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March 3, 2022updated 04 Mar 2022 2:21pm

Dockers refuse to unload Russian gas tanker as vessel ban takes shape

National Grid, operator of the Isle of Grain LNG terminal, has said it will not see further deliveries of Russian gas.

By Scarlett Evans

A tanker of Russian liquified natural gas (LNG) on its way to the Isle of Grain, UK has been diverted, after a successful protest from dock workers who said they would refuse to unload the ship’s wares, the Guardian reported

The gas was intended for British energy group Centrica, with the firm using a loophole in a recent UK Government ban on Russian vessels entering British ports.  

Transport Secretary Grant Shapps announced the ban at the beginning of this week, writing on Twitter: “Today I’ve written to all UK ports asking them not to provide access to any Russian flagged, registered, owned, controlled, chartered, or operated vessels. Given Putin’s action in #Ukraine I’ve made clear these vessels are NOT welcome here, with prohibiting legislation to follow.” 

Centrica was reportedly intending to still receive LNG from the Russian vessel as the gas itself did not come from Russia, and the ban does not apply to the origin of cargo being imported. As a result of the loophole, Russian oil tankers successfully docked this week, mooring at Foyle Port and Liverpool.  

Trade union Unison, which represented the Isle of Grain dockers, is urging the government to address this loophole and prevent any Russian tankers from reaching UK shores.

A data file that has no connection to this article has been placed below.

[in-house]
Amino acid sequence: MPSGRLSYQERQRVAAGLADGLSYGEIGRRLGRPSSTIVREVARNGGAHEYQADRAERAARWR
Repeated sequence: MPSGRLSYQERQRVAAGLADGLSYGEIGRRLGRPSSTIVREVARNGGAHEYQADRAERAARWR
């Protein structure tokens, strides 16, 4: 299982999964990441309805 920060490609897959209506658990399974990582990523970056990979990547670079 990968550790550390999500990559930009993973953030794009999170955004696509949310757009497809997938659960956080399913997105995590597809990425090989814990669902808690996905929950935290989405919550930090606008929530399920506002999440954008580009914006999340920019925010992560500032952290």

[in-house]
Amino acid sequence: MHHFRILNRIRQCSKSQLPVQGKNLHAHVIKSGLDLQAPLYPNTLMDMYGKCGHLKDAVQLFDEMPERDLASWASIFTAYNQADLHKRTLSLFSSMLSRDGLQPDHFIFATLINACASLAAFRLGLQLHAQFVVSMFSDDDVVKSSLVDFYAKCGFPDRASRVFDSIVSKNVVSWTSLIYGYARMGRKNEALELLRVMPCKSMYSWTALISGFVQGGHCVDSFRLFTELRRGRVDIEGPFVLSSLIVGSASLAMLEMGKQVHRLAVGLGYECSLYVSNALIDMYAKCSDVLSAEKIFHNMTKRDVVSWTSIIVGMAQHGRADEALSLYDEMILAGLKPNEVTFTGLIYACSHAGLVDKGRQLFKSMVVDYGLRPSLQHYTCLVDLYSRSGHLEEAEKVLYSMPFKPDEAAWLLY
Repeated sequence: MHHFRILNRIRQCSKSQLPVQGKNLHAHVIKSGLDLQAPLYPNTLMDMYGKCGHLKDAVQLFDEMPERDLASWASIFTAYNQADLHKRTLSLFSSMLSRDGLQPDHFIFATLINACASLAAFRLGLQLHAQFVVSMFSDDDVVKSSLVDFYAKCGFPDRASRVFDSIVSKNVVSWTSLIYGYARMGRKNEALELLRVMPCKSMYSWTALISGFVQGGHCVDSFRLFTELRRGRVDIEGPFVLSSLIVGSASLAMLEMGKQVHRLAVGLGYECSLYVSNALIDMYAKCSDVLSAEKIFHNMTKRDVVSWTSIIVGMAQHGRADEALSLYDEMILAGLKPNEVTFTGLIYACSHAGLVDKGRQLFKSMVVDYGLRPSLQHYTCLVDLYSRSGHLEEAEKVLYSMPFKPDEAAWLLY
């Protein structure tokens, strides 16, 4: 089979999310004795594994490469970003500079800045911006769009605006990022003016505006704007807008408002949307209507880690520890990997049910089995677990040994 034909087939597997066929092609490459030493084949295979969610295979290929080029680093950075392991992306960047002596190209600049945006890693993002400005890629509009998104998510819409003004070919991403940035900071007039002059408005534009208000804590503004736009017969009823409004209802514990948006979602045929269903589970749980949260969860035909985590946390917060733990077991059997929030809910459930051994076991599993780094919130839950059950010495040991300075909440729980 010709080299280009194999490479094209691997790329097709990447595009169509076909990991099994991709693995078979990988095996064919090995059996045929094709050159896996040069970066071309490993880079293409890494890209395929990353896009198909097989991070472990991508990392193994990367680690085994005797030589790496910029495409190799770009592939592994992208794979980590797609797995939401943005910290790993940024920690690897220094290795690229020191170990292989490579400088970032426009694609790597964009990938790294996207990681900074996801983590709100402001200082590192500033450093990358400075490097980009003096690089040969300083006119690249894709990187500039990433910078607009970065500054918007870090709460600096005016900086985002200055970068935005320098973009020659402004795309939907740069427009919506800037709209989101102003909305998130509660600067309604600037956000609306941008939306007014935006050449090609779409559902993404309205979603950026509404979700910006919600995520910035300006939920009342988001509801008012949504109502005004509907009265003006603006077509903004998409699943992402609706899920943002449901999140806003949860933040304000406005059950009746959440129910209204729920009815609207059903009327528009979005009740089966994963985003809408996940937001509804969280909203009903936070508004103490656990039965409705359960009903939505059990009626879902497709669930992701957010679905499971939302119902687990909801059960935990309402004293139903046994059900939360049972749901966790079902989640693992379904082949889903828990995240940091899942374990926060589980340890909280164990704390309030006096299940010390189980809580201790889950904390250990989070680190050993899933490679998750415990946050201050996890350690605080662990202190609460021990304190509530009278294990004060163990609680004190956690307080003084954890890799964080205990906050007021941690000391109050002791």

Russia is currently the main supplier of oil and gas to Europe, and this dependency has been the subject of concern as the nation’s attack on neighbouring Ukraine grows increasingly violent. Responding to the invasion, Western governments have been encouraging businesses to cut ties with Russia and imposed a host of sanctions intended to isolate Russia economically.  

Reliance on Russia for energy needs has, however, heightened fears over the sanctions’ impacts on the energy market, and the IEA has today released a 10-point plan to reduce reliance on Russian supplies by a third.  

According to the agency, the EU imported 155 billion cubic metres of natural gas from Russia last year, accounting for around 45% of EU gas imports. 

“Nobody is under any illusions anymore. Russia’s use of its natural gas resources as an economic and political weapon shows that Europe needs to act quickly to be ready to face considerable uncertainty over Russian gas supplies next winter,” said IEA Executive Director Fatih Birol. “Europe needs to rapidly reduce the dominant role of Russia in its energy markets and ramp up the alternatives as quickly as possible.”  

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